Set in Albury Park, where the gardens were originally designed by John Evelyn, this ancient church is half a mile from the village of Albury. Another church with the same name, built in red brick, lies at the southern end of the village, known as Western Street.
The ancient church was closed in 1842 for regular services as the other one opened but the move created a lot of dissension especially between Martin Tupper, a writer, who was called to the Bar, but never practised as a barrister, and Henry Drummond, owner of Albury Park. For many years the villagers tried to maintain the ancient church but major restorations and repair had to wait until 1974 when the Churches Preservation Trust took over the preservation of the building because of its outstanding historic appeal and architectural merit.
The ancient church was built around Saxon remains and had a tower added over the original chancel in 1140 AD, some of the Saxon windows remain in the tower to this day. The Cupola is C17th. The north porch is a very precious relic with its delicately carved barge-boards created in the C15th and still in good condition. It is one of the finest examples of its kind in Surrey. The north entrance door dates from 1240 AD, it has long strap hinges and a huge lockcase which takes a key over 12" long.
On the north wall (to your left as you enter) can be seen the remains of the typical Saxon herring-bone rubble construction; further along the same side, on the walls of the tower, there is a faded red indication of the consecration cross dating from the early 12th century or even earlier.
In the uncluttered area of the C13th south chapel and aisle there are several points of interest. The piscina in the far left corner is late C13th. and its presence indicates that at some time there was an altar at that point, this is confirmed by the oblong patch of tiles (circa 1300) immediately to the east of the piscina. For those interested in old floor brasses there is one in the aisle with Latin inscription to Sir John Weston who died 23rd November 1440. The font base too is a real antiquity, thought to have come from the Roman buildings on Farley Heath. The bowl however was removed and is in the "new" (1842) parish church of St Peter & St Paul.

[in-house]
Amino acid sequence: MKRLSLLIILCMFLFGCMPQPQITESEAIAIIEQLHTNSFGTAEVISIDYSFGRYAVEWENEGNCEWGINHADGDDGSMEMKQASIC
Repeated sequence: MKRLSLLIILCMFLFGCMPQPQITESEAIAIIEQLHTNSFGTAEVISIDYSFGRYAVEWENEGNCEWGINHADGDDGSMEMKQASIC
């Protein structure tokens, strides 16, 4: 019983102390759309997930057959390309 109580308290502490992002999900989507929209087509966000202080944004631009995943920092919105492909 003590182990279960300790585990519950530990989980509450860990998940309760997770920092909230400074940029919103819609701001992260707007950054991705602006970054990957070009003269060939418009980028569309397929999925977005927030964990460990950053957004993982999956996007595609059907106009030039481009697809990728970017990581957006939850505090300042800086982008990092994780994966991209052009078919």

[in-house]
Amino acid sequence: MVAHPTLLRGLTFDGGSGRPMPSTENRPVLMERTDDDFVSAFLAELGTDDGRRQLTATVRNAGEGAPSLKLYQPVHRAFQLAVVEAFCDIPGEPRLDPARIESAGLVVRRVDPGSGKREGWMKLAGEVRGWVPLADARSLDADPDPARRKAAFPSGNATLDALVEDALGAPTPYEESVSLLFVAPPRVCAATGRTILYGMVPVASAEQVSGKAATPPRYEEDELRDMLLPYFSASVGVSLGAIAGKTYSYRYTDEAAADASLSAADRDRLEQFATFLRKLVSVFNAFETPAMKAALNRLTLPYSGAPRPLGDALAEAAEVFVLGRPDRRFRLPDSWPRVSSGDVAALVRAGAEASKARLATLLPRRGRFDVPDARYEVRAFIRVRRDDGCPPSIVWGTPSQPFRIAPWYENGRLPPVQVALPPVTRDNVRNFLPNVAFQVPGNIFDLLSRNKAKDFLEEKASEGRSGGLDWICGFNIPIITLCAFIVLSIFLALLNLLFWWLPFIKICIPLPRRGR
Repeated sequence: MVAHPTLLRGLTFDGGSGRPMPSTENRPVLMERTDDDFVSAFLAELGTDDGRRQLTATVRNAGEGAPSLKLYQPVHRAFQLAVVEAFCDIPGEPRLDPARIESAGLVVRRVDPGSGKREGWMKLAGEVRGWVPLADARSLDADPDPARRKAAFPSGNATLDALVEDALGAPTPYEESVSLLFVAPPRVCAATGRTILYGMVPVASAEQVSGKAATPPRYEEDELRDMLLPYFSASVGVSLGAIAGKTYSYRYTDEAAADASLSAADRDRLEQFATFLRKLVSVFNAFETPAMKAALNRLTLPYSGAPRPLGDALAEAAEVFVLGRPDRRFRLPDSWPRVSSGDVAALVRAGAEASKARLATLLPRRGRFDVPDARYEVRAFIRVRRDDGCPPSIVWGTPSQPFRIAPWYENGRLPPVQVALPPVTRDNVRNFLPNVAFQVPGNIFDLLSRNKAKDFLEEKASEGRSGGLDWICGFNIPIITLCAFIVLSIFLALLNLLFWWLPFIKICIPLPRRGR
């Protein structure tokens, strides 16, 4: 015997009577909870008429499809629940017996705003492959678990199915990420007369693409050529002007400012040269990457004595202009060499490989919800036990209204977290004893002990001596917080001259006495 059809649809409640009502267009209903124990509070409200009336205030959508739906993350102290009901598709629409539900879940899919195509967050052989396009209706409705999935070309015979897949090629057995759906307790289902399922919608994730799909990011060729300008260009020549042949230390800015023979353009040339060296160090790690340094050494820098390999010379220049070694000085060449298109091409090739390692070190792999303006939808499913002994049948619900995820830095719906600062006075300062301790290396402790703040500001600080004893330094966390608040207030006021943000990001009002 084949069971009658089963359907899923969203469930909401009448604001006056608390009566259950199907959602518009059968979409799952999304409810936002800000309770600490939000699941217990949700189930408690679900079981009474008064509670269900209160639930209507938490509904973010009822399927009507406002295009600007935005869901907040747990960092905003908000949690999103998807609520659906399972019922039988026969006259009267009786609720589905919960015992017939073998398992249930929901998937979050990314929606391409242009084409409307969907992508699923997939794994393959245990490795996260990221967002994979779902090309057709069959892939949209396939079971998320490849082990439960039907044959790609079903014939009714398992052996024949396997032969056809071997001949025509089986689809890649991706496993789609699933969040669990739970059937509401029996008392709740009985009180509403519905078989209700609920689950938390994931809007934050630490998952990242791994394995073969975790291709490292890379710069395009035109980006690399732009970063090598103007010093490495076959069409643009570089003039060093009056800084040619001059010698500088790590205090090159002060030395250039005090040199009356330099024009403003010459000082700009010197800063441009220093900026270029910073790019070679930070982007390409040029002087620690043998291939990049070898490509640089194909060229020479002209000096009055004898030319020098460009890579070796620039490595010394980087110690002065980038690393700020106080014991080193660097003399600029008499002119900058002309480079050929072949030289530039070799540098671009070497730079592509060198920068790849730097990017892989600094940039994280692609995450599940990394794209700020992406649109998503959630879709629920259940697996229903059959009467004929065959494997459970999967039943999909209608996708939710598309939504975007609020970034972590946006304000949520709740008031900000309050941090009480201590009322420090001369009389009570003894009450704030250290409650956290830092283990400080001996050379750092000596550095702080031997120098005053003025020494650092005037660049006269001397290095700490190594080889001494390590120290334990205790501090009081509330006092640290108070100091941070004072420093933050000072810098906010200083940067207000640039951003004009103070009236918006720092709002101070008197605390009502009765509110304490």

The arches, the walls of the transept and the east window are also late C13th. The interior decoration of the transept and the tracery on the south window and its glass is all C19th.- part of the work carried out under the direction of Augustus Pugin, the Victorian architect who a few years later became well-known for his interior design of the Houses of Parliament. Pugin was commissioned by Henry Drummond, to re-design the transept as a family mortuary . The vivid stained glass was designed by W.Wailes. On the wall, above the south door, is a wall-painting which dates from 1480 ; it is of St. Christopher, the patron saint of travellers. For more than 200 years from the time of Oliver Cromwell this painting remained hidden behind a plaster covering. It was discovered by chance in 1884 when work of re-positioning a family monument was taking place. It was treated with a preservative five years later, and in 1978 was restored to its present condition by the Churches Preservation Trust. Some other major works carried out by the Trust during the last three decades include the restoration of the then roofless chancel and preservation, rather than a full restoration of the old walls.
Fortunately the church is open during most of the daylight hours throughout the year and occasional services are held in it.
A third church in Albury, just a short distance from the ancient one, has even stronger connections with Henry Drummond, the wealthy 19th century banker who owned Albury Park. Drummond was described by Carlyle as "a singular mixture of the saint, the wit, and the philosopher". He had been brought up in the Church of England and around 1823 attached himself to a small Caledonian chapel in Hatton Garden, London. Edward Irving was the priest and he had a group of fervent believers in the imminent Second Coming of Jesus Christ. Their belief was stimulated by a conference at Albury Park in 1826. Similar conferences and study groups were held annually at Advent at Albury. Groups and congregations came in being to pray for an outpouring of the Holy Spirit. Eventually twelve men, including Henry Drummond, were called to be Apostles and thus was formed the community which became known as the Catholic Apostolic Church (sometimes called Irvingite) The title was intended to express their unity with all Christians in One Church of Christ. By 1835 Albury had become its spiritual centre and in 1840 Henry Drummond, built the Gothic style church, as an Apostles' Chapel and the spiritual and administrative centre for the new sect entirely at his own expense. The last service was held there in August 1950.
Eric Burledon: published Abinger & Coldharbour Parish News May 2004